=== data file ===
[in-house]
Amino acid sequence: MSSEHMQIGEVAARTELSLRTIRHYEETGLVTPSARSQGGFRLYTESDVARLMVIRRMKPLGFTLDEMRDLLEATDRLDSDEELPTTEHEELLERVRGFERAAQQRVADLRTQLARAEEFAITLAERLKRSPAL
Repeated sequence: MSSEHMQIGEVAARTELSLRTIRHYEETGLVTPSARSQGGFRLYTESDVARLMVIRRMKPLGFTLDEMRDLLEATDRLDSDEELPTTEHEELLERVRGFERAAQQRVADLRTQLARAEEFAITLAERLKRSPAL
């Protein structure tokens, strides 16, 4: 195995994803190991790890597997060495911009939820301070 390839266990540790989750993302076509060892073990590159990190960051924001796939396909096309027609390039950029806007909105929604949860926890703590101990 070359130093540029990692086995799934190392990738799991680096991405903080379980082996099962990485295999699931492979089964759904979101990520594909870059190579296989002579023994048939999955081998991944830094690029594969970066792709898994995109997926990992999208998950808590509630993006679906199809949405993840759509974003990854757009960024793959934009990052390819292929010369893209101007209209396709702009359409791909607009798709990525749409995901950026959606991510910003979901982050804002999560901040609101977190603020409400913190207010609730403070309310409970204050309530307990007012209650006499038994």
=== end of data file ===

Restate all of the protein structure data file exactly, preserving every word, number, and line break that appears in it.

[in-house]
Amino acid sequence: MSSEHMQIGEVAARTELSLRTIRHYEETGLVTPSARSQGGFRLYTESDVARLMVIRRMKPLGFTLDEMRDLLEATDRLDSDEELPTTEHEELLERVRGFERAAQQRVADLRTQLARAEEFAITLAERLKRSPAL
Repeated sequence: MSSEHMQIGEVAARTELSLRTIRHYEETGLVTPSARSQGGFRLYTESDVARLMVIRRMKPLGFTLDEMRDLLEATDRLDSDEELPTTEHEELLERVRGFERAAQQRVADLRTQLARAEEFAITLAERLKRSPAL
């Protein structure tokens, strides 16, 4: 195995994803190991790890597997060495911009939820301070 390839266990540790989750993302076509060892073990590159990190960051924001796939396909096309027609390039950029806007909105929604949860926890703590101990 070359130093540029990692086995799934190392990738799991680096991405903080379980082996099962990485295999699931492979089964759904979101990520594909870059190579296989002579023994048939999955081998991944830094690029594969970066792709898994995109997926990992999208998950808590509630993006679906199809949405993840759509974003990854757009960024793959934009990052390819292929010369893209101007209209396709702009359409791909607009798709990525749409995901950026959606991510910003979901982050804002999560901040609101977190603020409400913190207010609730403070309310409970204050309530307990007012209650006499038994």